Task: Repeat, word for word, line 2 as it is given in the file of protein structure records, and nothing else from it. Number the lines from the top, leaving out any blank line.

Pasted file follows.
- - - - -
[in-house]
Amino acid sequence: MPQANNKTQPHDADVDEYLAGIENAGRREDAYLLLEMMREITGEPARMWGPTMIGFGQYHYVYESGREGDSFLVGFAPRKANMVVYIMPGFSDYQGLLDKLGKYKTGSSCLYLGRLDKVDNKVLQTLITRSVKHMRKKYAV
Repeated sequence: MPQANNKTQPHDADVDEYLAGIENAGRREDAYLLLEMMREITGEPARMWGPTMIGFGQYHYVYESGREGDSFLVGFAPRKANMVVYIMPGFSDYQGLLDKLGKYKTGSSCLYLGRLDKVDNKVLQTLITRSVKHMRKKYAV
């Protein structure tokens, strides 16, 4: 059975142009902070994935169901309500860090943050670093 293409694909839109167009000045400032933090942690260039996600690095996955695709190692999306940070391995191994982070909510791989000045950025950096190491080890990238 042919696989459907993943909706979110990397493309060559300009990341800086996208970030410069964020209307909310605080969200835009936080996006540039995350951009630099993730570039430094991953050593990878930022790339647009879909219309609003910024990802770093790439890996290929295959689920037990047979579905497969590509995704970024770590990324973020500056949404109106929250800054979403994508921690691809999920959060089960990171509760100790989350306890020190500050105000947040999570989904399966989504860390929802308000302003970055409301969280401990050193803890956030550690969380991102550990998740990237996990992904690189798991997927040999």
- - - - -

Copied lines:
Amino acid sequence: MPQANNKTQPHDADVDEYLAGIENAGRREDAYLLLEMMREITGEPARMWGPTMIGFGQYHYVYESGREGDSFLVGFAPRKANMVVYIMPGFSDYQGLLDKLGKYKTGSSCLYLGRLDKVDNKVLQTLITRSVKHMRKKYAV